In many ways, though, Part 1 is simply a preparation for the final battle between Harry and Voldemort. The fine cast of the series is back (save for those whose characters have been killed off) including, of course, the three young principals, Daniel Radcliffe (as Harry), Emma Watson and Rupert Grint (Hermione and Ron). Not only have the actors matured; so has their acting ability and the film takes advantage of that by including a number of scenes of their personal interaction. As well, the film is clearly isolating the three in preparation for the final confrontation, where they will have to stand on their own without adult protection.

Director David Yates, who assumed the helm of this series with the Order of the Phoenix in 2007, gives viewers a solid film, and it is clear that Radcliffe, Watson and Grint are up to the task of taking over from the established actors who have populated the films to date. Rated PG-13 for some sequences of intense action violence, frightening images and brief sensuality. 146m. At the Broadway, Fortuna, the Minor and Mill Creek.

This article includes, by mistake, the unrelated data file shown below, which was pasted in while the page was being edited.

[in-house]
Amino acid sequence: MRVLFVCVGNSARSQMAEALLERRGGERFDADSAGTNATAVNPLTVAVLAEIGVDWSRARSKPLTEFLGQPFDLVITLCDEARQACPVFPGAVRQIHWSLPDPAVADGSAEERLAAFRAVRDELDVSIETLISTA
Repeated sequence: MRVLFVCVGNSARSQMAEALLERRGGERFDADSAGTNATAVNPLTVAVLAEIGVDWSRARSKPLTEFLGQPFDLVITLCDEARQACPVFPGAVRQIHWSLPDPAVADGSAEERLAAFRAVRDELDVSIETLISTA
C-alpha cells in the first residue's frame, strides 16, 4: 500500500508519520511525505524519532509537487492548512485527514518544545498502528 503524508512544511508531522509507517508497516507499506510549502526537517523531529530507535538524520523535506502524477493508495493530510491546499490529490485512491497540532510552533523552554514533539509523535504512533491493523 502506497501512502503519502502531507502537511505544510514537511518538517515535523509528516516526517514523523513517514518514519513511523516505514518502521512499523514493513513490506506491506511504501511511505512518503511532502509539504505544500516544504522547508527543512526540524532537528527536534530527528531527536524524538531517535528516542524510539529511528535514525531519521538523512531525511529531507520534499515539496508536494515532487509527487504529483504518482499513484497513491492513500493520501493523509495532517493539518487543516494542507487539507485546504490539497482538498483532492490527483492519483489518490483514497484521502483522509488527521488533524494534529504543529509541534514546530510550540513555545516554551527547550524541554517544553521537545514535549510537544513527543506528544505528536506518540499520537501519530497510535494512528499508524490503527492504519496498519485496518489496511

THE NEXT THREE DAYS. Based on the 2007 French film Pour Elle, The Next Three Days is a thriller with an interesting premise. Lara (Elizabeth Banks) and John Brennan (Russell Crowe) seem to be living a happy life together with their young son Mick (Michael Buie). He teaches literature at a community college, she works in an office and they juggle childcare. However, their life is overturned when Lara is arrested for, and subsequently convicted of, the murder of her boss, with whom she had an argument the night before.

Three years later, when Lara's appeal is denied, a devastated John, convinced of his wife's innocence, decides to find a solution outside the legal system -- namely, breaking Lara out of jail. Initially seeking advice from someone who wrote a book about breaking out of jails (Liam Neeson), John soon discovers that he can get all the advice he needs from the Internet.